Long-Term Care Insurance: When to Get It and When Not To

by Stacy Francis, CFP®, CDFA

I met with a new client yesterday. While this is not unusual, the reason he had come to see me was: he was in his thirties, healthy, athletic – and extremely anxious about the fact that he didn’t have long-term care insurance. While some would call this paranoid, for those who have yet to explore this type of insurance, here’s what you should know.

Long-term care insurance covers you if you need to spend an extended period of time in a nursing home or an assisted facility – or if you need long-term care at home. While this is also true for the government-sponsored program Medicaid, there’s one important difference: Medicaid only covers individuals with minimal net worth. The Medicare program covers stays in nursing homes or assisted facilities in certain cases, but only for very short periods of time. What this comes down to is that if you have a decent amount of money but no longer are able to take care of yourself, you will be very happy that you purchased long-term care insurance.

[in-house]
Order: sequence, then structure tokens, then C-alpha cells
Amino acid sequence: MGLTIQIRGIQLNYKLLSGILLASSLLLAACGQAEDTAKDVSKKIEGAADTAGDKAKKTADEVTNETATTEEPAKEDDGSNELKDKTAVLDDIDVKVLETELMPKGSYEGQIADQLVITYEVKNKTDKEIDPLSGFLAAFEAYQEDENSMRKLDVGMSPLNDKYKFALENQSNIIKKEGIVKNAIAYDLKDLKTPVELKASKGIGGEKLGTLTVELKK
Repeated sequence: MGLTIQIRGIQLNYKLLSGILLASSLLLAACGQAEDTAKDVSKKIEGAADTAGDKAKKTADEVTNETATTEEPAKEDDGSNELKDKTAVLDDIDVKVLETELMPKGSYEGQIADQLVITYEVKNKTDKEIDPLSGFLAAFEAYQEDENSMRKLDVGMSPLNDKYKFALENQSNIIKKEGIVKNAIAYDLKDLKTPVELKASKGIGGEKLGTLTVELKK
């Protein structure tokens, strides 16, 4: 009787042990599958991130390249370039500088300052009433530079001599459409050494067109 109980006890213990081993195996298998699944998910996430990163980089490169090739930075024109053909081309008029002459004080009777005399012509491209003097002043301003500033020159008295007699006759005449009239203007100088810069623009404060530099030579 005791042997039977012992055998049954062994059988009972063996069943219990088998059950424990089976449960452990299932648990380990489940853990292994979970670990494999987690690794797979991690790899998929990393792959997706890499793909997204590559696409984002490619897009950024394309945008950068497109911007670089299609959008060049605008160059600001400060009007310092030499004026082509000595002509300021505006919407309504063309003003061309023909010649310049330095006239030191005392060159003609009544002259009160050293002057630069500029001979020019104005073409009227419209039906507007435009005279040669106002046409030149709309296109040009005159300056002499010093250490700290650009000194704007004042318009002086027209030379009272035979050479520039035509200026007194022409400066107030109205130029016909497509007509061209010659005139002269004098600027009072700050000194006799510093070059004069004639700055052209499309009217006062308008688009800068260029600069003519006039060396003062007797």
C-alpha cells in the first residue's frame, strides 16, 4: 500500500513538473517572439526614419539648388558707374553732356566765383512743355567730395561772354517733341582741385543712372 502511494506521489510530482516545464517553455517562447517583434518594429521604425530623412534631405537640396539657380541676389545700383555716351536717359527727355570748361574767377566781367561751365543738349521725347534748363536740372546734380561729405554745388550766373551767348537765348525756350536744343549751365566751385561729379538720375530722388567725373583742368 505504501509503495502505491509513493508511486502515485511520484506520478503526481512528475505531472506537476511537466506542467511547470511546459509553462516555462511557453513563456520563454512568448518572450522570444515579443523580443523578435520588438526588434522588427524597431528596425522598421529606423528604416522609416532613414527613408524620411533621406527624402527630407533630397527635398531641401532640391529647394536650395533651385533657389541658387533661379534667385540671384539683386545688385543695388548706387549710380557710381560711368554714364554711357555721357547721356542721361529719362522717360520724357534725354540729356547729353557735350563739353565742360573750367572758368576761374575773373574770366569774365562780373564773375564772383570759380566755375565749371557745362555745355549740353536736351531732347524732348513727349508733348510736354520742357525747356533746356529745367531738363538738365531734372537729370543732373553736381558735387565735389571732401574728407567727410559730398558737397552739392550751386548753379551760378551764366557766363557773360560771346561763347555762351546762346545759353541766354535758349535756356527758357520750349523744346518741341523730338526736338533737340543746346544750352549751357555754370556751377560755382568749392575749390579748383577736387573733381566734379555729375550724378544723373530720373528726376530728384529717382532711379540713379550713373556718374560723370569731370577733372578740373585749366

So should everyone get a policy? Well, the drawback is that long-term care insurance can be very expensive – a policy can easily cost you $2,500 per year. Because of this, unless some scary disease runs in your family, it is generally best to wait until you are close to your late fourties or nearing fifty before you take out a policy. You don’t want to make payments on a policy for years and years – only to be forced to drop it due to financial difficulties a year or two before you need it.

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